Nearly two weeks ago I ran into a throng of doctors gathered outside a Cairo courthouse. Members of the non-partisan group Doctors Without Rights and the Doctors Syndicate, as well as independent medics, were protesting against the Syndicate’s general assembly’s decision to indefinitely postpone elections for membership to the Syndicate board. Half of the Syndicate’s board is required to renew its membership every two years. The elections should have been held on October 11, the board’s current membership expired this week on October 14.
“Will justice save the health of Egypt?” read one of the banners they brandished. “We don’t want politics in our syndicate,” was emblazoned on another, and “Muslim Brothers have made a deal with the corrupt in the Health Ministry.”
Pediatrician and Syndicate member Ahmed Bakry believes the Syndicate’s move to call off elections implies that the Muslim Brotherhood-dominated Syndicate is well aware of the likelihood that the Brothers would lose its majority. The Syndicate is currently composed of twenty-four members, eighteen of them connected to the Muslim Brotherhood, four from Doctors Without Rights, and two independents.
According to Dr. Amr Shura, a candidate in the postponed elections, the Brotherhood—excluded from political life for a long time—found in the trade unions a back door to fight their political battles. He argues that the Muslim Brothers have almost paralyzed the Doctors Syndicate today. This, he says, is reminiscent of the Mubarak years when the Muslim Brotherhood succeeded in freezing elections within the Syndicate for almost twenty years.
Dr. Shura condemned the general assembly’s decision, arguing that the assembly has no right to bypass the law. He voiced concern that the Syndicate board would function “illegally” after its membership’s expiry, and said he feared that the board could make decisions with half of its members missing.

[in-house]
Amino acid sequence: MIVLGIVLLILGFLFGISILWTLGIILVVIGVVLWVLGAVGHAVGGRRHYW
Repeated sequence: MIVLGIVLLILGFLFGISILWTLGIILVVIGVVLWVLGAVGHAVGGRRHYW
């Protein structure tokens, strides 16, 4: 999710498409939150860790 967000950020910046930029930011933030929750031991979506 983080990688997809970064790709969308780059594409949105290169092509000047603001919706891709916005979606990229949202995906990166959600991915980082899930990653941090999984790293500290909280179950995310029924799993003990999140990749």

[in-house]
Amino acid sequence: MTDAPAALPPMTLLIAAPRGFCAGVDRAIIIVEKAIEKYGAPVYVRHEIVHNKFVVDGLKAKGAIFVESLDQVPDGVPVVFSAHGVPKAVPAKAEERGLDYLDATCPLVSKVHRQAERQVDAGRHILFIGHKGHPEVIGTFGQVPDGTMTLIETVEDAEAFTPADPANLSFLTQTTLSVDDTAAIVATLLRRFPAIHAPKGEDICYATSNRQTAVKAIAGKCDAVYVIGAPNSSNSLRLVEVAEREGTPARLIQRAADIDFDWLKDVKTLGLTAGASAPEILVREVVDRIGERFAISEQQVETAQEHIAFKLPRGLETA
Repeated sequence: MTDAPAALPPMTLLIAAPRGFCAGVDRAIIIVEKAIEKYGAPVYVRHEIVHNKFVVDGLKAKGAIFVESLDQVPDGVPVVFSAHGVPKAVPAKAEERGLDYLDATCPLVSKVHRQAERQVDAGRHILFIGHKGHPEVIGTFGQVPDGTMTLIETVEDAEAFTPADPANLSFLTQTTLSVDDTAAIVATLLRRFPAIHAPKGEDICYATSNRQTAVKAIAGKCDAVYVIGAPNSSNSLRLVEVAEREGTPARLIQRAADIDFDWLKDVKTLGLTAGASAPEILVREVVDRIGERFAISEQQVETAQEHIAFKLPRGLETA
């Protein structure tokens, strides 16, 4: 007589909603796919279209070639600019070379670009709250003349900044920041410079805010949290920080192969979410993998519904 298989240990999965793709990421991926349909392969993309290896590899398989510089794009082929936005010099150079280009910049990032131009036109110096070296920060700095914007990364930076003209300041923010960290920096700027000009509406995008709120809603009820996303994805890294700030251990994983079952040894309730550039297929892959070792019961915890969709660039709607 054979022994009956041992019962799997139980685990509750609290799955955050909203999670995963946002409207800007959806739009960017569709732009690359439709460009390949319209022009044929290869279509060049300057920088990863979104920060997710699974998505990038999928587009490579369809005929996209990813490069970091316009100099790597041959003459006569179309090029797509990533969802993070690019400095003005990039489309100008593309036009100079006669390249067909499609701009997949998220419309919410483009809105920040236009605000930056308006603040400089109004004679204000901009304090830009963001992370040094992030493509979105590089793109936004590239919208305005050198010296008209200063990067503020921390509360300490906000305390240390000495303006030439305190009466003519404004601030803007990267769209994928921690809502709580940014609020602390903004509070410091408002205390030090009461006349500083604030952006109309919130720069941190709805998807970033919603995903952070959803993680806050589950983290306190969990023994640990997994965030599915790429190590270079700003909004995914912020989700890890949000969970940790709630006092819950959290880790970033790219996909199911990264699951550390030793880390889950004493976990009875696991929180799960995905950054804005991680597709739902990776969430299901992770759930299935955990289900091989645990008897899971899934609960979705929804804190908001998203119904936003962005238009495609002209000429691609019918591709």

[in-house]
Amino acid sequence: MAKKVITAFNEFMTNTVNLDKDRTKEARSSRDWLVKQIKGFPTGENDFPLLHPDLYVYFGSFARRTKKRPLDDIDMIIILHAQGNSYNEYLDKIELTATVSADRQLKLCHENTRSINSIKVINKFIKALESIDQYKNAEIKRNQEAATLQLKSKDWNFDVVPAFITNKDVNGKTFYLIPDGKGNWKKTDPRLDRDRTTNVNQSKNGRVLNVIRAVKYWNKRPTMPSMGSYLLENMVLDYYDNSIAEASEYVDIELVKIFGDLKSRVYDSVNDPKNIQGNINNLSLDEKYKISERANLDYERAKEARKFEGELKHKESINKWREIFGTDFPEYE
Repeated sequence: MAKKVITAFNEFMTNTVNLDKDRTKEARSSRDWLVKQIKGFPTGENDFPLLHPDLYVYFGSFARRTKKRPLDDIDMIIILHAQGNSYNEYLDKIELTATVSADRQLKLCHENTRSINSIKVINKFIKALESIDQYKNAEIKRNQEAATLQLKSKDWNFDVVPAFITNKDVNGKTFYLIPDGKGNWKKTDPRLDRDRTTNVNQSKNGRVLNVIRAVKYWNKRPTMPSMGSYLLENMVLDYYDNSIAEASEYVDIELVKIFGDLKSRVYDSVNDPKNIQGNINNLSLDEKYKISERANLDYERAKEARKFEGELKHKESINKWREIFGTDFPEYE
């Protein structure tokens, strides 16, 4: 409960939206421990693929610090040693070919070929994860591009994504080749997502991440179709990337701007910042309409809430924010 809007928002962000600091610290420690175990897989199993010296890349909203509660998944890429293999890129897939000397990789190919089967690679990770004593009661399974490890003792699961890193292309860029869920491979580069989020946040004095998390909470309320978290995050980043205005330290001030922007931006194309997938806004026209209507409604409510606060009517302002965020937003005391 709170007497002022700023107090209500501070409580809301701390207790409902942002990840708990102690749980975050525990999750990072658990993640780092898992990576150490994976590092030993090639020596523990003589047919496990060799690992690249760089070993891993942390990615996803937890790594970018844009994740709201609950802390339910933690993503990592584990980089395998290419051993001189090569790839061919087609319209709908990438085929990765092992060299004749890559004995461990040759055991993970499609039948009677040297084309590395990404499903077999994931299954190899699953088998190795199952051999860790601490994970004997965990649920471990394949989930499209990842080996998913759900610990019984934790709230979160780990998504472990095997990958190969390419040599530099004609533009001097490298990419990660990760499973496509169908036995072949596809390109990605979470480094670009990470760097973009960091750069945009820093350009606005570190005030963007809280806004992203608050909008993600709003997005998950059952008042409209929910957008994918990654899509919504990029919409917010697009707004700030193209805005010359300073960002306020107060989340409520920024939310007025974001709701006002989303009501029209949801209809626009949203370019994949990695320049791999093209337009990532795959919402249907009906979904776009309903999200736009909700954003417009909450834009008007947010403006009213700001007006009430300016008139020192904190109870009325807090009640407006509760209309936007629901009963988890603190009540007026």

This latest demonstration allows a small glimpse into the general disarray found in Egypt’s healthcare system. Standards within the health sector in Egypt have been dropping for decades now, reaching back as far as Anwar Sadat’s presidency in the 1970s. Some argue that the root of many of today’s problems date back to Sadat’s dismantling of the state-controlled economy shaped by his predecessor Gamal Abdel Nasser. Sadat’s changes included the privatization of healthcare.
Privatization of healthcare has driven the state away from its obligation to be a major provider of health services. Instead the burden of medical expenses has been squarely placed on the shoulders of patients. Only those who can afford it are treated, which is not a large part of the total population. An estimated quarter of Egypt’s population lives below the poverty line according to government statistics, with another quarter living precariously close to it.